FTI Consulting, Inc. v. Merit Mgmt. Grp., LP, 2015 U.S. Dist. LEXIS 134494 (N.D. Ill. Oct. 2, 2015).

The United States District Court for the Northern District of Illinois, citing In re MCK Millennium Ctr. Parking, LLC (532 B.R. at 727), and analyzing both positions on this issue, held that the litigation trustee could not avoid certain "settlement payments" made "in connection with a securities contract." The Court discussed both the majority position (financial intermediary involved in a transaction implicates the safe harbor protection, even if it only acts as a conduit) and the minority position (financial institution must have a beneficial interest in a settlement payment), and sided with the majority.

Fraudulent Conveyance Actions:

MC Asset Recovery, LLC v. Commerzbank AG, et al, 4:06-cv-013-Y (N.D. Tex. Dec. 10, 2015).

The United States District Court for the Northern District of Texas granted summary judgment in favor of bank defendants in a constructive fraudulent conveyance action involving a parent guaranty issued in connection with an off-balance sheet financing for the acquisition of power generating equipment. A litigation LLC established under Mirant's plan of reorganization to represent the Mirant estate had sued to avoid the guaranty under New York law and recover loan repayments made to the banks. The Court ruled that the obligations that had been incurred to the equipment manufacturer prior to the financing constituted antecedent debt and thus fair consideration for the issuance of the guaranty. The Court rejected the estate's claim that the Court needed to assess whether the power equipment could be successfully deployed when determining the issue of fair consideration. The Court also found that there was no evidence that the banks entered into the transaction without good faith and rejected the estate's argument that reliance on a guaranty is indicative of a lack of good faith.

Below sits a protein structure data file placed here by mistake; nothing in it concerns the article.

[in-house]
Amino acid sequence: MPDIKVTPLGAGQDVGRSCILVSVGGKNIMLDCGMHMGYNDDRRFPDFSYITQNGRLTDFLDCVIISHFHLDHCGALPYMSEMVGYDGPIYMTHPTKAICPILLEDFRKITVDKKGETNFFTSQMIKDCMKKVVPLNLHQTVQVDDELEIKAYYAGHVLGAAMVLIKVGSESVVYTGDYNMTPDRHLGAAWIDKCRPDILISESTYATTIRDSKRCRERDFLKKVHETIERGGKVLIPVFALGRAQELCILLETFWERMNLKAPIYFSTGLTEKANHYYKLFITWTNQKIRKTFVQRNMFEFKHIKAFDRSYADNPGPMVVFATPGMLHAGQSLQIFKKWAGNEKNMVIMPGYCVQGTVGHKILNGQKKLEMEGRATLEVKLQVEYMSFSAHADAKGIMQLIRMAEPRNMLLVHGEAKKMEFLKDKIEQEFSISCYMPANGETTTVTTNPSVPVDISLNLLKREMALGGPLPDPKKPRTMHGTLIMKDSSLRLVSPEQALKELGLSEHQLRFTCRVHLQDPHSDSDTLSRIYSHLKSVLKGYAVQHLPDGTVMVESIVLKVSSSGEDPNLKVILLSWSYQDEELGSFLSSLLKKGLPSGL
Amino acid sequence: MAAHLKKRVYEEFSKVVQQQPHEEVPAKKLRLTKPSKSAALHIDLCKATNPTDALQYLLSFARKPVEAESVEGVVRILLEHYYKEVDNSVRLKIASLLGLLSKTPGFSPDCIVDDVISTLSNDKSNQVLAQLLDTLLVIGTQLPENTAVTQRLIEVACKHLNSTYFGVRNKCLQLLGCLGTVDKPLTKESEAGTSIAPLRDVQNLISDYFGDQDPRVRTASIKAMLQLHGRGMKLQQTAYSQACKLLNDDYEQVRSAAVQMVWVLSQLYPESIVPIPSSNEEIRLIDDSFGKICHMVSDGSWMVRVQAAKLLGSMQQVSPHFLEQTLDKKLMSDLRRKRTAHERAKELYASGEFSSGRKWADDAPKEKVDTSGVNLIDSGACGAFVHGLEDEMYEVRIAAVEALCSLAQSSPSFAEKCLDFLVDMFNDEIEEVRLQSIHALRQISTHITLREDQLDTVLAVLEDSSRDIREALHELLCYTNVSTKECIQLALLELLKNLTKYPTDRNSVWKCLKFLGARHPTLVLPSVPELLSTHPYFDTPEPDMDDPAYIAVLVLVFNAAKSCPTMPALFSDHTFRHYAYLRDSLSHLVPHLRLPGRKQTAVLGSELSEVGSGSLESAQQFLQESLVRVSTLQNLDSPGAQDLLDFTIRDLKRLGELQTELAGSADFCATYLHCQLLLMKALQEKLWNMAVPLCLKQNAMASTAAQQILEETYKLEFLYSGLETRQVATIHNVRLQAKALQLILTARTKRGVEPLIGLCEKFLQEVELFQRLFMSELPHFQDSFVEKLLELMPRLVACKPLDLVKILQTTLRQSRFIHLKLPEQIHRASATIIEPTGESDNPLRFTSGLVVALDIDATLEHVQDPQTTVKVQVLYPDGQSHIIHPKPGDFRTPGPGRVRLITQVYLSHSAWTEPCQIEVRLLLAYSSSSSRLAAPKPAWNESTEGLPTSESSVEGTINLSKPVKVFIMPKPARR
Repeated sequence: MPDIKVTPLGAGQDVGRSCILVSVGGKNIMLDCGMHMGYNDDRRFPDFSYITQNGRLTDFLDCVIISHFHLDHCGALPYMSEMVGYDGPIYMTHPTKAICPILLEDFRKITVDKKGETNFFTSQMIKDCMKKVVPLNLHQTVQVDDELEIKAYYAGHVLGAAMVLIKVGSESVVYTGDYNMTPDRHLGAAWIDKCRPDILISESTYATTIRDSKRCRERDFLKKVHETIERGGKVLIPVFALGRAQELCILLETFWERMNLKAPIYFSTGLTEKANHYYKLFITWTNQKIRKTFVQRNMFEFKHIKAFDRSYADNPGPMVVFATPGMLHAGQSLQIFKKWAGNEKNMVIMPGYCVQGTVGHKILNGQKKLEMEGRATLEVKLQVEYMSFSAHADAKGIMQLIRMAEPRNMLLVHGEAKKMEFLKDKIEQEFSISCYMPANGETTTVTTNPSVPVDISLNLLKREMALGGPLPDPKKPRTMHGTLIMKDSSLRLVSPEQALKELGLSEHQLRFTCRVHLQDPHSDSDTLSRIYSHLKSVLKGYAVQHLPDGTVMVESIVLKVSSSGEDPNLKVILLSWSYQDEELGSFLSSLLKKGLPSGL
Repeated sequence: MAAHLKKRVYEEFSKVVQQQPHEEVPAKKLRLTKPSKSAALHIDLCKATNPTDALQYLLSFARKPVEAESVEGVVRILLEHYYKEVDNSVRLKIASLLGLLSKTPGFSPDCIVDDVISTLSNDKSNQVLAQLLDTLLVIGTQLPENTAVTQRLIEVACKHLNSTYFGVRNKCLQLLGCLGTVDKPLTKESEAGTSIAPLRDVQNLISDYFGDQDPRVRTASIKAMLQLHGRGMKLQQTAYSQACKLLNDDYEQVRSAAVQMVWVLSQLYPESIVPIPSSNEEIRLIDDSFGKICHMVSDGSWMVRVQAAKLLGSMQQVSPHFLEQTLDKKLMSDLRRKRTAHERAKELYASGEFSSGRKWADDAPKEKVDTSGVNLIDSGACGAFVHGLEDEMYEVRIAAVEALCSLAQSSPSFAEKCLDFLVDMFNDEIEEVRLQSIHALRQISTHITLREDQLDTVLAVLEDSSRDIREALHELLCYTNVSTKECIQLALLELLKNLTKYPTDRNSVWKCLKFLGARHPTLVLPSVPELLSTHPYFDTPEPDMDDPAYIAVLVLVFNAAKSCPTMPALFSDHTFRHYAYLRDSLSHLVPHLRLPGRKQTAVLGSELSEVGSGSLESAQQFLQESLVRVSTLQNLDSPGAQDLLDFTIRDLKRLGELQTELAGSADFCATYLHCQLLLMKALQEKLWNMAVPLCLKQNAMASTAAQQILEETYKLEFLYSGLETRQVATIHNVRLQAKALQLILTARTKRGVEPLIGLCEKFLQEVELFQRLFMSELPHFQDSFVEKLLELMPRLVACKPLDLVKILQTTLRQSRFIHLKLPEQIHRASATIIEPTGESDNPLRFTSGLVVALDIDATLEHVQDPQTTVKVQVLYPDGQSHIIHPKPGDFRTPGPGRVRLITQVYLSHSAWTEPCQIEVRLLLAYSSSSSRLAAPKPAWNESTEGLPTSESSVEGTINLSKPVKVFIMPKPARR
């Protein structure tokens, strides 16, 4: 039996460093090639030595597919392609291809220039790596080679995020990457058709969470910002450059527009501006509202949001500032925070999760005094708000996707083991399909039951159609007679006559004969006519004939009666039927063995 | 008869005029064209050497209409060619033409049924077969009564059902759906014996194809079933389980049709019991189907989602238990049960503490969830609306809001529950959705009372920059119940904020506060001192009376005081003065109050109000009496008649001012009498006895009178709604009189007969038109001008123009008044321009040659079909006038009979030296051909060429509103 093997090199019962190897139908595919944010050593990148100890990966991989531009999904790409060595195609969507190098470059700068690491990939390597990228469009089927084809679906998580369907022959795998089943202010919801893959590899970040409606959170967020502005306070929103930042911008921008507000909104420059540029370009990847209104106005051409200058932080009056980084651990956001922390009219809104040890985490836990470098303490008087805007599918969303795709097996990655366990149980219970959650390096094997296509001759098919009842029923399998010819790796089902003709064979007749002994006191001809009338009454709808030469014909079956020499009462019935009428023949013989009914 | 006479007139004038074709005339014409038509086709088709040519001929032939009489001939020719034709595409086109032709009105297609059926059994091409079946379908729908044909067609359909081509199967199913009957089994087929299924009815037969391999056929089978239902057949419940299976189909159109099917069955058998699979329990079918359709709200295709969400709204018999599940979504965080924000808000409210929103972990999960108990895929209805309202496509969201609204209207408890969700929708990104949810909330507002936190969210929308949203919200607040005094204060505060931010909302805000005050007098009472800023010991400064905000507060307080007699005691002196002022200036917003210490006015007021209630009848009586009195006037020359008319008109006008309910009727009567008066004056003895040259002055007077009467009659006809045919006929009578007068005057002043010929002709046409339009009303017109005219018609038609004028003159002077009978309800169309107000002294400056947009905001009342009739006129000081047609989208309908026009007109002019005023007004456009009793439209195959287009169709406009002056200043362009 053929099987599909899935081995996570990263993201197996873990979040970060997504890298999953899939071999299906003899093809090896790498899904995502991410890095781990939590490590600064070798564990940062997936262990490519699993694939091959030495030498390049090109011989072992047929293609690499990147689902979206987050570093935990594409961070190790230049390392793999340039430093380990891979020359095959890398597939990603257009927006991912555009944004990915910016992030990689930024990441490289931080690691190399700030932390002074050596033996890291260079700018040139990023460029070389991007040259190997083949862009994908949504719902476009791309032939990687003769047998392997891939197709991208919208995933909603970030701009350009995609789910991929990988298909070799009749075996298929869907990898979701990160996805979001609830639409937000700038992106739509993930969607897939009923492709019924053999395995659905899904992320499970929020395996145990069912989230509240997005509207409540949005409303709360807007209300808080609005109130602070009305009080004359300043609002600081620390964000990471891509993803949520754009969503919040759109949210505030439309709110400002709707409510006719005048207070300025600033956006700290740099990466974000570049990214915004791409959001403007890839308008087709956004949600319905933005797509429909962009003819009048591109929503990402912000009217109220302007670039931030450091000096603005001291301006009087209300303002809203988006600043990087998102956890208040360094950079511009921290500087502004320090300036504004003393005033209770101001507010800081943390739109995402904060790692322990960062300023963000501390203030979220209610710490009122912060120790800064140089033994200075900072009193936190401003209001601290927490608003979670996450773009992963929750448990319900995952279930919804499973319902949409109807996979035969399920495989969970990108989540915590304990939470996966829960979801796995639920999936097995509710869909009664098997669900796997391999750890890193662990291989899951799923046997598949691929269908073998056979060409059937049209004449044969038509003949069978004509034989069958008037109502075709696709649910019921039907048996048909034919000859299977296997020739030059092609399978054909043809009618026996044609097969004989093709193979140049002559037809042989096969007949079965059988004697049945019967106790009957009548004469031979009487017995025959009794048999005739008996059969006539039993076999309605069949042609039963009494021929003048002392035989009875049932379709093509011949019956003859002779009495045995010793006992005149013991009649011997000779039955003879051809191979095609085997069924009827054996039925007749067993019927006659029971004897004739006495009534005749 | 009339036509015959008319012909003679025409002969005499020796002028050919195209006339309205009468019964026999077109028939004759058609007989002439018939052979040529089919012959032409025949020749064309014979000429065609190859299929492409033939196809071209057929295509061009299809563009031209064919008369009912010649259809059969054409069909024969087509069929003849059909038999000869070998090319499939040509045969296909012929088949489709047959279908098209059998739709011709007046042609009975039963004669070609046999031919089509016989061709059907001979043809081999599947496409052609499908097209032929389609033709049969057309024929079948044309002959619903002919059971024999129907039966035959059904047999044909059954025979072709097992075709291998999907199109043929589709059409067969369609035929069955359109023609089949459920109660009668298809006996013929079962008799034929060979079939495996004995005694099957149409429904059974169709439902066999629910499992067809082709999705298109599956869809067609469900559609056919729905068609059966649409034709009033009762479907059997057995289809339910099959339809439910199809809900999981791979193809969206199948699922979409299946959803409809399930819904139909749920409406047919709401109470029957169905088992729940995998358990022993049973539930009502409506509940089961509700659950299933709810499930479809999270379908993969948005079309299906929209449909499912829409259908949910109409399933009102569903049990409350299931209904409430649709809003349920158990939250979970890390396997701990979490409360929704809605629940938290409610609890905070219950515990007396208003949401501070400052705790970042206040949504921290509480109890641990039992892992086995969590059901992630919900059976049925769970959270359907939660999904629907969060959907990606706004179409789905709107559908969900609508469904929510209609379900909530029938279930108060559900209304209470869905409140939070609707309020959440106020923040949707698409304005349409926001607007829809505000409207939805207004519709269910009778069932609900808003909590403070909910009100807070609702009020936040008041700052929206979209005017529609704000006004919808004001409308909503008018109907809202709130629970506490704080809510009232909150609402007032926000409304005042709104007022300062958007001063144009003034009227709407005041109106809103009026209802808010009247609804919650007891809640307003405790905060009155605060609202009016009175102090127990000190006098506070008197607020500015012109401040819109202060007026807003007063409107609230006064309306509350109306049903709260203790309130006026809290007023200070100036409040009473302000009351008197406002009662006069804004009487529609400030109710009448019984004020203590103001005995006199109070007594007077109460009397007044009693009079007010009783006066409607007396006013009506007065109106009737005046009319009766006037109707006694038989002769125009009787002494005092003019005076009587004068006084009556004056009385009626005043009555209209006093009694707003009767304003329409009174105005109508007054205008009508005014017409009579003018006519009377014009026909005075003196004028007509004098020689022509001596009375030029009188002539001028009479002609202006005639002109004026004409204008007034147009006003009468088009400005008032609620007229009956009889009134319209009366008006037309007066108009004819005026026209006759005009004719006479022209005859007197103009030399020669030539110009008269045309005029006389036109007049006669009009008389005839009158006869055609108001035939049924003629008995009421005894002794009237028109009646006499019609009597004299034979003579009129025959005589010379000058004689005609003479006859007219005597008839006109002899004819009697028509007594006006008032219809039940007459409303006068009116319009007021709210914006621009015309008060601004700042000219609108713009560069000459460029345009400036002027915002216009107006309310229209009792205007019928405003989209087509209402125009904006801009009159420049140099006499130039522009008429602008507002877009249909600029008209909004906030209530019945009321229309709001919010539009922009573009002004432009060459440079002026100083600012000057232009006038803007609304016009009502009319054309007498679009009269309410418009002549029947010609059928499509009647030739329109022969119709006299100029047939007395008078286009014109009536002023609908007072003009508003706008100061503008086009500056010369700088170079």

*** Troutman Sanders represented the bank defendants in this litigation.

Klein v. Cornelius, 786 F.3d 1310 (10th Cir. 2015).

The United States Court of Appeals for the Tenth Circuit, affirming the district court, held that the court had jurisdiction and the court-appointed receiver had standing to bring fraud claims under the UFTA. The Commodity Futures Trading Commission ("CFTC") alleged that Winsome Investment Trust ("Winsome") and its founder, Robert Andres, had perpetrated a Ponzi scheme. After the district court appointed Klein as receiver, Klein filed suit under the Uniform Fraudulent Transfer Act ("UFTA") against Cornelius to recover payments he had received from Winsome for legal services. The district court granted summary judgment in favor of Klein. On appeal, the Court held that the district court had jurisdiction to enforce rights over receivership property under the Commodity Exchange Act and 28 U.S.C. § 1367(a)'s grant of ancillary jurisdiction to district courts to hear "'all other claims that are so related to' the original claim as to 'form part of the same case or controversy.'" The court also held that Klein had standing because "a business entity abused by a Ponzi scheme," such as Winsome, "qualifies as a defrauded creditor." 786 F.3d at 1316-17.